There are easier ways to make a fistful of dollars. The Daily isn’t it.
“New times demand new journalism,” Rupert Murdoch said on stage at the Guggenheim Museum in Manhattan before an audience of reporters, employees and advertising partners as he launched the world’s first iPad-only paper (it’s really more of a magazine.)
What’s the motivation at play here? Given the recent stats on iPad app sales, no one could seriously believe it’s just the money.
Condé Nast sells about 22,000 downloads of Wired each month. That’s down from a debut of 31,000. Glamour, meanwhile, sold 2775 in November, losing 20% a month from the prior two months (even as iPad sales rocketed).
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Yet Murdoch — or more accurately, News Corp — has sunk $30 million into this venture, employed a team of 100-plus journalists who will produce up to a hundred new pages a day, and slapped the app with a 99 cents a week price tag.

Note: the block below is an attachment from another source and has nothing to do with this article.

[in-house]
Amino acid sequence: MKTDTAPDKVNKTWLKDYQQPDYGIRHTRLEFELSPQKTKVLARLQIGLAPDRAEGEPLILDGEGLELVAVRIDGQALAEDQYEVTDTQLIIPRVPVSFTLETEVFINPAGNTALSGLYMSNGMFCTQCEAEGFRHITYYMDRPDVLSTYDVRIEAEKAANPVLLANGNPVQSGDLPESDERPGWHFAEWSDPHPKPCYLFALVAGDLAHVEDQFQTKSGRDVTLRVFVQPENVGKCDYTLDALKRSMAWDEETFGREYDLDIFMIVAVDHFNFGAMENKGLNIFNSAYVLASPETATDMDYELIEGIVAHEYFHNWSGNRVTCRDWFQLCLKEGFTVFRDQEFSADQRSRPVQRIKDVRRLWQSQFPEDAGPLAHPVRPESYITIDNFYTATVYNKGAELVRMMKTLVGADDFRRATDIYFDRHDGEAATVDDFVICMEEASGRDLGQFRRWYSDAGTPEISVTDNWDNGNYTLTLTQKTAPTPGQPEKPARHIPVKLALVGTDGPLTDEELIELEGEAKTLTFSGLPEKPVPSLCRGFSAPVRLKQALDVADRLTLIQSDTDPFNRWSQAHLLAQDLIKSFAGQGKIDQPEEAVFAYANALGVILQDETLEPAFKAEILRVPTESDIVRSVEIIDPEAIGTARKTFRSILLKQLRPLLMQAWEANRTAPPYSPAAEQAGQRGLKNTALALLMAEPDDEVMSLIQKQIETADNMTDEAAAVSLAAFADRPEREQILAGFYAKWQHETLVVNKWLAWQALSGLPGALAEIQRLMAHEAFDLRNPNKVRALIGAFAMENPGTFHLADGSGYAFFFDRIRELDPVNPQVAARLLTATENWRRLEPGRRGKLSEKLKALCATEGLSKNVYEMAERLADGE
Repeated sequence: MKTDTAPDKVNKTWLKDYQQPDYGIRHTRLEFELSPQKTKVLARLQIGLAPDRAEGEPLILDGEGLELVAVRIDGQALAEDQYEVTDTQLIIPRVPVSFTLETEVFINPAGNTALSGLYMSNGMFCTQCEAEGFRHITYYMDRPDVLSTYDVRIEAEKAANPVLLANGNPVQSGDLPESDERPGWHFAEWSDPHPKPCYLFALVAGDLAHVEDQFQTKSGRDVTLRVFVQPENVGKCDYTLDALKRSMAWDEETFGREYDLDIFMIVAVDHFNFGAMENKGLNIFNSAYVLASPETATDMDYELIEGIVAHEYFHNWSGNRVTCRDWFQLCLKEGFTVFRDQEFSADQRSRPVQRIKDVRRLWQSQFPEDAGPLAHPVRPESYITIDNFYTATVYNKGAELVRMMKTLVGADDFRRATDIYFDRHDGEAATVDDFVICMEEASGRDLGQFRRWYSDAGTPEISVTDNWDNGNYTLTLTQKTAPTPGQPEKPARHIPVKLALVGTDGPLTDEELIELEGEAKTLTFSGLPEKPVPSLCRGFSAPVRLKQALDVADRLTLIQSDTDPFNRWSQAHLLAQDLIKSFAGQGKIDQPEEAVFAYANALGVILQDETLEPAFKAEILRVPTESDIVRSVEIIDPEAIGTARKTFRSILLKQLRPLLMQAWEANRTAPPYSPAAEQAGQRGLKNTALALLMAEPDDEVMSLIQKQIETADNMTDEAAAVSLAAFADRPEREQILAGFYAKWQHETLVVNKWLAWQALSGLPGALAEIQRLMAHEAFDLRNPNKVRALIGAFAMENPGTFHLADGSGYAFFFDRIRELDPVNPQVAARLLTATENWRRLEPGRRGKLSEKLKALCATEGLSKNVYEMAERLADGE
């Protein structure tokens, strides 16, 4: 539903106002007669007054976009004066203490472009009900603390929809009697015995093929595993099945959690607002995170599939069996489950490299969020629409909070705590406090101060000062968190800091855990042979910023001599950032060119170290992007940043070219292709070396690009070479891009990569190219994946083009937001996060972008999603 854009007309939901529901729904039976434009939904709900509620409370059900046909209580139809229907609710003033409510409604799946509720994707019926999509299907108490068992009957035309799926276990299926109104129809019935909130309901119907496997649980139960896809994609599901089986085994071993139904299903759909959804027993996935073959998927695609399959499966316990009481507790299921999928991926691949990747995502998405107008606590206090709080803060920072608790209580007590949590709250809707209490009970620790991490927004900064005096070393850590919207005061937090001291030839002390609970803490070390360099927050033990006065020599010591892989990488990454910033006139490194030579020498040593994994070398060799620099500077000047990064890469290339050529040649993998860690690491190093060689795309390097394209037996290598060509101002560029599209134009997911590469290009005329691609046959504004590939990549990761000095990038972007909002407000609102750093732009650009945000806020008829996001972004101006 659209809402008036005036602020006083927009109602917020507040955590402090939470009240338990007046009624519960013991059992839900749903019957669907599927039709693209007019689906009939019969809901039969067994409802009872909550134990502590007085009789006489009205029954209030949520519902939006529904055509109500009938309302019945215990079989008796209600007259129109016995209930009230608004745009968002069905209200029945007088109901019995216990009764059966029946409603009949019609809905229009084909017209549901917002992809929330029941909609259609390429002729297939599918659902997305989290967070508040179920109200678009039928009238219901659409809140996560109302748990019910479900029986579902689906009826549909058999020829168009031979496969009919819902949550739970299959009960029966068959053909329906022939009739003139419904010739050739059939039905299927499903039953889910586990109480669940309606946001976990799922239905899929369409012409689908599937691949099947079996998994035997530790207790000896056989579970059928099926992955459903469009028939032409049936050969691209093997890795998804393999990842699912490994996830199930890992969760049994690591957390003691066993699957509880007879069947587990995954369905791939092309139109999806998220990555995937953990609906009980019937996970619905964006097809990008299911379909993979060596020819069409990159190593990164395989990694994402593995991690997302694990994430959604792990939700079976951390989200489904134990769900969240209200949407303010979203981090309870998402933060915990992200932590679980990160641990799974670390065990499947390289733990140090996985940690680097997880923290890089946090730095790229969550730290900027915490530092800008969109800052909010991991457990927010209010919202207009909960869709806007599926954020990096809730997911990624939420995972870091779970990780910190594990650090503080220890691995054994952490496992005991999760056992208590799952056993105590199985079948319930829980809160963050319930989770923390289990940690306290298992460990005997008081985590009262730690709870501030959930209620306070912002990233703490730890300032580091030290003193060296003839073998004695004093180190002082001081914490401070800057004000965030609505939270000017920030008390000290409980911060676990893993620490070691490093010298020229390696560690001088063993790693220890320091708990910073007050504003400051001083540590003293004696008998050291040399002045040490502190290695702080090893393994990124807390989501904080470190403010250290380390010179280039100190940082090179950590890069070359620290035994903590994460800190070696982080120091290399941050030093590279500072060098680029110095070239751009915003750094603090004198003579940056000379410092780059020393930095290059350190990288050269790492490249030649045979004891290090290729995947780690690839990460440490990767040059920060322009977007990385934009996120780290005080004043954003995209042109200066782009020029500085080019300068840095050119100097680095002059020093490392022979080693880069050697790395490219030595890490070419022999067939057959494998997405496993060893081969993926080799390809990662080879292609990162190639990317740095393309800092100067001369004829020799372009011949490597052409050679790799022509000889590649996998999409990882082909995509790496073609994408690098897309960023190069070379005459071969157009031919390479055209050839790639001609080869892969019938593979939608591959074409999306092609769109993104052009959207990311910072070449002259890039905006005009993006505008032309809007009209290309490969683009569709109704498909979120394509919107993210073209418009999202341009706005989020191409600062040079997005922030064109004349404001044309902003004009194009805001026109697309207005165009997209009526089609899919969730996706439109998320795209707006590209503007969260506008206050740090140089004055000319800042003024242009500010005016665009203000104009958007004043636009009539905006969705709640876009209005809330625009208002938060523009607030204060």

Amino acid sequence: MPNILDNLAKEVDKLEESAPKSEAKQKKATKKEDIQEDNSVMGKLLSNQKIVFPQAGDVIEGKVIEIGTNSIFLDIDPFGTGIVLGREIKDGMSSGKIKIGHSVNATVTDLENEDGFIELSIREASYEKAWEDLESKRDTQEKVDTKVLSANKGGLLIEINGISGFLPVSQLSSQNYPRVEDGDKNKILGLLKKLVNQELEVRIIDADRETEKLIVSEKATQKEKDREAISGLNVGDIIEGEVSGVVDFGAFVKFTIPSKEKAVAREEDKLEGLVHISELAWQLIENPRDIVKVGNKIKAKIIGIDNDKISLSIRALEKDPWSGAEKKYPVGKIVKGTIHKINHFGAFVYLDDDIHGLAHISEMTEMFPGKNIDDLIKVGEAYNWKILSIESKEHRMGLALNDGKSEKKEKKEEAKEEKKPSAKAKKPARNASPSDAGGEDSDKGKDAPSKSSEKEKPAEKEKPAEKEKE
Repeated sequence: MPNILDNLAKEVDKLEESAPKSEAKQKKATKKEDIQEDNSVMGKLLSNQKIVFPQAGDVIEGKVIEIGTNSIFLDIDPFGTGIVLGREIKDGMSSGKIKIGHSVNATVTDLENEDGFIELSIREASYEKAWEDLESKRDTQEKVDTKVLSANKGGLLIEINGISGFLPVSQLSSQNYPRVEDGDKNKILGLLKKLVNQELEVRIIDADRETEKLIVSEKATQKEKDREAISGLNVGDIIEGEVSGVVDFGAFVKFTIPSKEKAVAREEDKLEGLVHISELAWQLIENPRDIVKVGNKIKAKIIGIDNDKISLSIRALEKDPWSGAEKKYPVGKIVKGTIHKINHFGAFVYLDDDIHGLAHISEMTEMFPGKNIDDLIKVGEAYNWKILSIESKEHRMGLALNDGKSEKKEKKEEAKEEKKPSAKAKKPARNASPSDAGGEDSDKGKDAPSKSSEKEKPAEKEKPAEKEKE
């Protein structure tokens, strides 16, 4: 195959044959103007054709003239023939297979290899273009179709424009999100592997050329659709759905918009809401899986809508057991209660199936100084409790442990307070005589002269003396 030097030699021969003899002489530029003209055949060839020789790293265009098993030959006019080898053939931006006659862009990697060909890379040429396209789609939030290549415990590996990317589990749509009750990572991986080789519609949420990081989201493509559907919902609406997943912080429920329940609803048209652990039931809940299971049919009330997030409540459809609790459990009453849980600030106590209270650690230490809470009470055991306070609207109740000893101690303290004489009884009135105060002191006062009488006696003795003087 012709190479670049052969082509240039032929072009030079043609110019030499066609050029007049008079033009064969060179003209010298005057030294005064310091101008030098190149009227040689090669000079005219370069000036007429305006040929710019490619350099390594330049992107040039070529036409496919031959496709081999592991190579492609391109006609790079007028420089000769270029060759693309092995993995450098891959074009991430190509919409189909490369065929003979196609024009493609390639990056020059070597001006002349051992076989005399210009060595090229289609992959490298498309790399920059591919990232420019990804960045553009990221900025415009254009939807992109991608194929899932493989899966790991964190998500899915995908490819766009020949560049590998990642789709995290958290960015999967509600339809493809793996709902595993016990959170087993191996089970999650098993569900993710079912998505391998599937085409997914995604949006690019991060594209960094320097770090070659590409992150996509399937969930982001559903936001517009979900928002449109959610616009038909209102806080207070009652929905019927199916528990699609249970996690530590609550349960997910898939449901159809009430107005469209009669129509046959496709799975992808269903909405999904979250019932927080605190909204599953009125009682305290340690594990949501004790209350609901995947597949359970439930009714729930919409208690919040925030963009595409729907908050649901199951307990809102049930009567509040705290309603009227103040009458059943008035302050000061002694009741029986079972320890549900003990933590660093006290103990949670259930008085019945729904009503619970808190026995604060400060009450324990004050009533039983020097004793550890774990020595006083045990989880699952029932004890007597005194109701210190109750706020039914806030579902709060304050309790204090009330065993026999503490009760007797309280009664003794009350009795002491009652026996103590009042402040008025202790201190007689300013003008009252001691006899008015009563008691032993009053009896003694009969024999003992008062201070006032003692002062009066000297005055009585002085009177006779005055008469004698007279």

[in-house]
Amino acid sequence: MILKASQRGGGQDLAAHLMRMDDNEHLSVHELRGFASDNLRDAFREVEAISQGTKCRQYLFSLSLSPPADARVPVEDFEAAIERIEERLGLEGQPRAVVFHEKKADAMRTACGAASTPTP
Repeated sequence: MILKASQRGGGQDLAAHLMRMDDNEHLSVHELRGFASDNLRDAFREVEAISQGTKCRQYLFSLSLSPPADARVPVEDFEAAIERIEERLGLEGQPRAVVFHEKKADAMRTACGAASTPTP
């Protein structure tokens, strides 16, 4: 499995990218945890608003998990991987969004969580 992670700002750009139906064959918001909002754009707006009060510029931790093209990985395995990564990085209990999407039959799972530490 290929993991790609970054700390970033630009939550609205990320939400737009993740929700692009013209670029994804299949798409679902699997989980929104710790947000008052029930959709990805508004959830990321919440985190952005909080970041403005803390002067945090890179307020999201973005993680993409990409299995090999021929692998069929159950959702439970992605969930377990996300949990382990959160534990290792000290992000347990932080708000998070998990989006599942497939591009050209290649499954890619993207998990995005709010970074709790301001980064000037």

Buzzmachine‘s Jeff Jarvis has been crunching the numbers on what The Daily needs to do to hit cash-flow break-even. Remember: Apple is taking more than the 25% share of the revenues. He reckons roughly 34 times the sales of Wired. “But it is daily and not monthly,” Jarvis adds.
You can’t doubt Murdoch’s commitment to cracking the online code. He takes a hit like the catastrophic MySpace project, he gets up again. Meanwhile, The Times‘ UK paywall experiment is just that, an experiment (that doesn’t appear to be doing so well…).
But if it wasn’t for this guinea pig, and stupid/visionary (take your pick) projects like The Daily, we’d be in the dark as to whether platforms like the iPad will convince people to pay for general news online.
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